Tyler Perry, 'For Colored Girls,' Win Big at NAACP Image Awards

Ensemble film nabs awards for Best Picture, Best Director and Best Supporting Actress Kimberly Elise.

Tyler Perry has yet to crack the Oscar ceiling, but the multi-hyphenate took home the gold at the NAACP Image Awards Friday night (March 4), winning Best Director and Best Picture for his "For Colored Girls. The flick also nabbed a statue for co-star Kimberly Elise, who won for Best Supporting Actress.

Based on Ntozake Shange's 1974 Broadway hit "For Colored Girls Who Have Considered Suicide When the Rainbow Is Enuf," Perry's film follows the lives of nine black women in and around Harlem, all of whom are confronted with an interpersonal crisis.

While ostensibly about trouble and heartbreak, the flick is really about "basic human love and regard for one another," [article id="1651624"]Elise told MTV News[/article].

"[It's a] great statement on sisterhood and community," Elise said of the movie. "I think you do leave the film feeling like, 'I am woman, I can do this, I can stand on top of this pain and especially with my sisters around me.'"

To nab the award, Elise had to best three of her co-stars from the ensemble flick, Anika Noni Rose, Phylicia Rashad, and Oscar winner Whoopi Goldberg. The fifth nominee, Jill Scott, was also singled out for her performance in a Perry flick, "Tyler Perry's Why Did I Get Married Too?"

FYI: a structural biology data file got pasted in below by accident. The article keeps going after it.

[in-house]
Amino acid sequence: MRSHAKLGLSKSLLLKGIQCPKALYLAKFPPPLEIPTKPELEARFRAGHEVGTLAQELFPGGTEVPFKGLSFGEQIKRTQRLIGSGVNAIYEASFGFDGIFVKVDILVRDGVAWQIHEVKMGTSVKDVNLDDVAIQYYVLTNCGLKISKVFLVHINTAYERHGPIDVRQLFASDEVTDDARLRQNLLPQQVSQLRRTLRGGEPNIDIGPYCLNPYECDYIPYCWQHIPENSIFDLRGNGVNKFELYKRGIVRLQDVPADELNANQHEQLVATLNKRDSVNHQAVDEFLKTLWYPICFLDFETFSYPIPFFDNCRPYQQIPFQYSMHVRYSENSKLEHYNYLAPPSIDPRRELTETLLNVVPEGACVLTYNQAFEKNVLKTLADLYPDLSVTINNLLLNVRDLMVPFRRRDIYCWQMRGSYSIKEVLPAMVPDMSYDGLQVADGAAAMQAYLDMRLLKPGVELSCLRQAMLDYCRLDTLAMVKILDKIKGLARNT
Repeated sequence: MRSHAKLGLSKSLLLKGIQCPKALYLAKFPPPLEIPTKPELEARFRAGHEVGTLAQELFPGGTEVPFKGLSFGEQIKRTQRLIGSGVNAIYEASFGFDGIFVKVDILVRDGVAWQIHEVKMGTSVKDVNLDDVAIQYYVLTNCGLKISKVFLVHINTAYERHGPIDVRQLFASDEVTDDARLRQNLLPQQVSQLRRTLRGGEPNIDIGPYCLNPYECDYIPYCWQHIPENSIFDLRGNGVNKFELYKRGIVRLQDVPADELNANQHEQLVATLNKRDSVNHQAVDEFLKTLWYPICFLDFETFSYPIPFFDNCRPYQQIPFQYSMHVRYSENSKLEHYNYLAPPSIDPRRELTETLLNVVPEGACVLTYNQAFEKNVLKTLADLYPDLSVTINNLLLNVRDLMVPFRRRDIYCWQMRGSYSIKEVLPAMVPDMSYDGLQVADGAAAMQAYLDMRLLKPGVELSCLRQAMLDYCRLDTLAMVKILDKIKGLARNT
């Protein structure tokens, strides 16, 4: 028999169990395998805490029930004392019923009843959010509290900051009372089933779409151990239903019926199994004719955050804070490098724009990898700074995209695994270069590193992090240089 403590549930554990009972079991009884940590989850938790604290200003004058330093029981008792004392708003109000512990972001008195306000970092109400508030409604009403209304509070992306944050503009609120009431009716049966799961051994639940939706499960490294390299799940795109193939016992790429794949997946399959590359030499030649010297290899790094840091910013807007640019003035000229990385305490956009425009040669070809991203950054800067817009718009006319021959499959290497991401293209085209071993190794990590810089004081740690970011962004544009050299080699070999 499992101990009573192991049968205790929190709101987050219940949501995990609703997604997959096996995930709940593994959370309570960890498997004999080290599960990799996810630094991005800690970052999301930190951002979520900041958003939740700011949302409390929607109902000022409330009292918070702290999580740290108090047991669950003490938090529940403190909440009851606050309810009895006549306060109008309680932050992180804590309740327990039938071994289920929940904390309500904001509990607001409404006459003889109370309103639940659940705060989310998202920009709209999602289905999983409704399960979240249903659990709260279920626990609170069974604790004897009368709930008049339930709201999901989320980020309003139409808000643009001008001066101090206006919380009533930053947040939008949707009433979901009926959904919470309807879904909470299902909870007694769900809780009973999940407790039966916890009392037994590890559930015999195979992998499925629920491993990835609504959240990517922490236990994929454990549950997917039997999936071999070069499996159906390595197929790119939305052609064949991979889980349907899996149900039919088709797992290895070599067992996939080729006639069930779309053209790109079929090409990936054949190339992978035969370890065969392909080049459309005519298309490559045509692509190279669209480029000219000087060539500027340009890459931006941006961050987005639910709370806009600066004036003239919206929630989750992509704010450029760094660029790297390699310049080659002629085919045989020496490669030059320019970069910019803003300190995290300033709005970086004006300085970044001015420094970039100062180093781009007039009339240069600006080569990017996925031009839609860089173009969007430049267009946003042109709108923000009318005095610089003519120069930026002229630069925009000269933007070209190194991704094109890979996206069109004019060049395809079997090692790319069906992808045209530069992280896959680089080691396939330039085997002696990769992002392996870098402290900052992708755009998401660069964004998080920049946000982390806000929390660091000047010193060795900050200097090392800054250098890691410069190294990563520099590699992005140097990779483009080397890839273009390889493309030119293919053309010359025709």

Among other film winners, double Oscar winner Denzel Washington took the trophy as Best Actor for "The Book of Eli," Halle Berry won Best Actress for "Frankie & Alice," and Samuel L. Jackson nabbed Best Supporting Actor for his turn in "Mother and Child."

In the musical categories, Usher, [article id="1659301"]who recently agreed to donate[/article] to charity all proceeds from an appearance at a New Year's Eve concert linked to Libyan dictator Moammar Gadhafi, won Best Male Artist and Mary J. Blige won for Best Female Artist.

Presented by the National Association for the Advancement of Colored People, the NAACP Image Awards celebrate "the outstanding achievements and performances of people of color in the arts," according to their website.